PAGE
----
She stood still and tense, listening, for almost a minute but no longer. There were dozens of other rooms to search as large as this one. “Nothing here,” she called to the guards by the door. There was no response. “Guards!”
She turned, and her blood ran cold. The digits 6223-4897 glowed in the air in front of her. A serial number.
She found her gaze travelling upwards to meet a pair of narrowed eyes. All blue was lost in the hatred-filled yellow, and Eva had time only to turn on her walkie-talkie and shout into it before she felt a blow to the side of her head that knocked her to the ground.
She had assumed incorrectly. Thirteen had not gone looking for freedom. It had gone looking for her.6. Your writing is very character-driven, and your characters are incredibly unique. You’re going to hate me for this, but give us a one-word description of each of Monster’s main players.
I don’t quite hate you. Almost, but not quite. ^.^ Mir: Childlike. Eva: Driven. Pocky: Mentoring. Ross: Twisted. Jude: Annoying. June: A bund of cute brightness and sunshine. I mean, cute.
7. Monster doesn’t have a single genre: it’s about bio-ethics, and it’s futuristic, and it’s a thriller, and in a way it’s also a love story. To date, how many different genres have you written in, and are there any that you have absolutely ruled out experimenting with?
I’ve written…ooh, let me think. High fantasy, urban fantasy, quasi-fantasy, modern, science fiction, summer fiction, Steampunk, dystopian, historical fantasy…I don’t think there’s any genre I’d really keep my hands off of – I used to hate historical books, but I realized it depends on the author. Such a big, stupid “Aha!” moment for me!
8. As you wrote the novel, were there aspects that took you by surprise?
Mir constantly surprised me. He took on a life of his own beyond what I could ever have imagined, and after a while it was he who called the shots, not me. A lot of things – especially near the end – surprised me.
9. If a reader told you one main thing they loved about Monster, what would you want it to be?
If a reader could tell me one thing they loved about Monster, I would want it to be Mir; because Mir embodies everything I did my best to portray in Monster. He’s the heart of the book, and if people can love and understand him, then they love and understand the book.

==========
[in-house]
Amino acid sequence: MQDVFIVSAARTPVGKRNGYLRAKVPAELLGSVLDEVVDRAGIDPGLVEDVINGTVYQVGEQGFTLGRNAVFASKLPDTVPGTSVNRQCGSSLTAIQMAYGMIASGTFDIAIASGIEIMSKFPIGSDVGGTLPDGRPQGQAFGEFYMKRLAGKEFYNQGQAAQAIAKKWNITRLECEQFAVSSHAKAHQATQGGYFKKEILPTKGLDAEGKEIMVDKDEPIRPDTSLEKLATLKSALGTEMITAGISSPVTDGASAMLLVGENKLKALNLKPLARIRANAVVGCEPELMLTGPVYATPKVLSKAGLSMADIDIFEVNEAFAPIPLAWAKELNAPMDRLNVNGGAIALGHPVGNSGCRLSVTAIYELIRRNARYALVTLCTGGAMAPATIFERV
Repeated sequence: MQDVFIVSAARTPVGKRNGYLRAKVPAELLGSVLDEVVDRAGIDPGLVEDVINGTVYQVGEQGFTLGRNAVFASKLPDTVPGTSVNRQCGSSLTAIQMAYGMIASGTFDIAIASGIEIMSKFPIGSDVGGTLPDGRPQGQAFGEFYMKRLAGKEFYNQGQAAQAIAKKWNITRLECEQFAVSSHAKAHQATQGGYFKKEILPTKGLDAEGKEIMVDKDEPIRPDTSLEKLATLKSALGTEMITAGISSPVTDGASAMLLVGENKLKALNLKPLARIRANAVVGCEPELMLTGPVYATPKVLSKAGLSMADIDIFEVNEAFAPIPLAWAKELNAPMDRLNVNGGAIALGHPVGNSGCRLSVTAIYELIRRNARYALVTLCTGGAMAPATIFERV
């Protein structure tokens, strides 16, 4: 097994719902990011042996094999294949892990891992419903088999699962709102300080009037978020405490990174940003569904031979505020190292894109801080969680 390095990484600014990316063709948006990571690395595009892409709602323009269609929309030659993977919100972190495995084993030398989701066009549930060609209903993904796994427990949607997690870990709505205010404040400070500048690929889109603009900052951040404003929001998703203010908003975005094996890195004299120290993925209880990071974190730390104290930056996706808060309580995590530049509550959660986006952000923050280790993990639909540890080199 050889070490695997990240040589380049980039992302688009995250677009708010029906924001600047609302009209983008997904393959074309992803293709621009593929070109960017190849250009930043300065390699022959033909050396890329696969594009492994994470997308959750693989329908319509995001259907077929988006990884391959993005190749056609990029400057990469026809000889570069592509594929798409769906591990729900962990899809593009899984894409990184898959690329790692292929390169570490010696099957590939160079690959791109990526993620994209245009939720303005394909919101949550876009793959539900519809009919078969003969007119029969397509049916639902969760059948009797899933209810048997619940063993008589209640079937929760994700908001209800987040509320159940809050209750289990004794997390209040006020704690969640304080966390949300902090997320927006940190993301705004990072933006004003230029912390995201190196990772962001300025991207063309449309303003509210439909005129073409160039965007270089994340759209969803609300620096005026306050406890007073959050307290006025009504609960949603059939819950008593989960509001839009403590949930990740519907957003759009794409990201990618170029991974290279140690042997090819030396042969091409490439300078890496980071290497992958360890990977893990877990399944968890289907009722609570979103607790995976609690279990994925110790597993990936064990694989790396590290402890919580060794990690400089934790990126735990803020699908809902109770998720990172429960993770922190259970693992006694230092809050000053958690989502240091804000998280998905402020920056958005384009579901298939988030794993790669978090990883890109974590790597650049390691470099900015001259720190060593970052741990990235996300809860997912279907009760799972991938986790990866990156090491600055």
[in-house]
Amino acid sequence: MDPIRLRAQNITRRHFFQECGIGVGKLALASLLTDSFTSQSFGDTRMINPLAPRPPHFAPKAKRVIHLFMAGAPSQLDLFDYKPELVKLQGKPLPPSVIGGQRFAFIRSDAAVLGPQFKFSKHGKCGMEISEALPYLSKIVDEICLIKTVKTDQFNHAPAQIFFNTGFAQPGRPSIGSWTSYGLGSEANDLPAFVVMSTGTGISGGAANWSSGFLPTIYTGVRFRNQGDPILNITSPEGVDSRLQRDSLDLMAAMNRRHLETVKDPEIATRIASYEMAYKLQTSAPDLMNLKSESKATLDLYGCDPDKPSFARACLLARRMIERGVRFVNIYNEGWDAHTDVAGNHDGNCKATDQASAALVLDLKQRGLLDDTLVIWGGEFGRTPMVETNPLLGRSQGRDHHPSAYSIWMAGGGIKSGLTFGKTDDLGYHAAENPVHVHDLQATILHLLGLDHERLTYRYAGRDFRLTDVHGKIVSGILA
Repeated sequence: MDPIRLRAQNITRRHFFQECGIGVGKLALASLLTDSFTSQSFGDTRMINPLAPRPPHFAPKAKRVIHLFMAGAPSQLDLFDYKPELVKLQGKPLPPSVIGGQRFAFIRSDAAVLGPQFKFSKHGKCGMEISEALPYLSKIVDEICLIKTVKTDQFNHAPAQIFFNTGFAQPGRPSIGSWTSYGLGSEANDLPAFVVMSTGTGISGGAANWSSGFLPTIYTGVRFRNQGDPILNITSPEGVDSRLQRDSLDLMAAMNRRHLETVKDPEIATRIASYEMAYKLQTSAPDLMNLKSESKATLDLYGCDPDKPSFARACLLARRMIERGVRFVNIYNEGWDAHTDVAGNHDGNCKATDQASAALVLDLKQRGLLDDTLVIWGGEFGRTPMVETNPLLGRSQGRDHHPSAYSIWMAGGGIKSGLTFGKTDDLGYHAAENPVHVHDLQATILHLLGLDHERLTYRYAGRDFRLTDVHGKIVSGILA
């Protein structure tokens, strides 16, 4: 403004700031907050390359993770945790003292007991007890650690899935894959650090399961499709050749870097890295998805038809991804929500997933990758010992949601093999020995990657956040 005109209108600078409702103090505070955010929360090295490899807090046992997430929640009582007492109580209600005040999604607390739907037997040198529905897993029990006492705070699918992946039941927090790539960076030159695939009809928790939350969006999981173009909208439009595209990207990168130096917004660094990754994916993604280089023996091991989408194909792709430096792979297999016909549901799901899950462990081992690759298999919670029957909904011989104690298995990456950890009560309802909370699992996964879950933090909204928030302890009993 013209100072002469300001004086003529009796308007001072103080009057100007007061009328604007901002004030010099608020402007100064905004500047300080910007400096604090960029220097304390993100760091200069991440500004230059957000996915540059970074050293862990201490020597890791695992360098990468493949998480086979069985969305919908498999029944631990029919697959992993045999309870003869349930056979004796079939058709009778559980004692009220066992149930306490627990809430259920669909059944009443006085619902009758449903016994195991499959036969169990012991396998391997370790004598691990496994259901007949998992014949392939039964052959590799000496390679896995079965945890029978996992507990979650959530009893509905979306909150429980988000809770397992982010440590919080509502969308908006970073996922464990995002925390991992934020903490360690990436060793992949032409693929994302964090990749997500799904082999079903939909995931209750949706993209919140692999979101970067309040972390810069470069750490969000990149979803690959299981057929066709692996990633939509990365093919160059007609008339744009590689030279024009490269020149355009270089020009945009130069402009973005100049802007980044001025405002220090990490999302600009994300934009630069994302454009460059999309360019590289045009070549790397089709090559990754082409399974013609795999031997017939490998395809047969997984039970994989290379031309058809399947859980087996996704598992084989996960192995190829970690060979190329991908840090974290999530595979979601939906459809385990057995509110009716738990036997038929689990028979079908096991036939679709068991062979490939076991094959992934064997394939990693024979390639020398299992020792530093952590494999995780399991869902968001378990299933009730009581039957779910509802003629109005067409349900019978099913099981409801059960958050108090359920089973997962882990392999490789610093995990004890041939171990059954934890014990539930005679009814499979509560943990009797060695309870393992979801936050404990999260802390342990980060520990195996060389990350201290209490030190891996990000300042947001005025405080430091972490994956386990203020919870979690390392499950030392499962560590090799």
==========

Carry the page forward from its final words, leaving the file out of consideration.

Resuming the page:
10. What novels are you working on at present?
Oh, my. Acceso, a sort of grungy music book about a suicidal musician and a deaf girl. Not to Be, an urban fantasy/slightly Steampunk novel about a Lamia Venator on the hunt for revenge. The Meaning of Always, about a girl whose fiancée dies and shatters her life until she meets the twin she didn’t know he had. The Care and Keeping of Jupiter: a futuristic, science-fiction love story about Mercury, a girl who orders a Proto-human online with no idea what she’s getting into. Painkiller, a gothic fairy-tale sort of novel with hints of Beauty and the Beast mixed with Jekyll and Hyde. Diamond Black about a boy whose empathy could either be the death of him, or the saving grace of the people he loves.
(And that, people, is how you write a logline. In a perfect universe. My eyes particularly popped at The Care and Keeping of Jupiter, which I now want to read - a lot.)
Thoughts of a Shieldmaiden. You can learn more about her and her writing, and keep your eye out for the grand finale of the release, over there. You can also take a peek at Monster's very own Facebook page, where she reveals snippets of the upcoming sequel, book trailers, and Fun Stuff Like That. On a slightly different line, Mirriam reviews (mostly) YA books on her Tumblr account, Peic Books.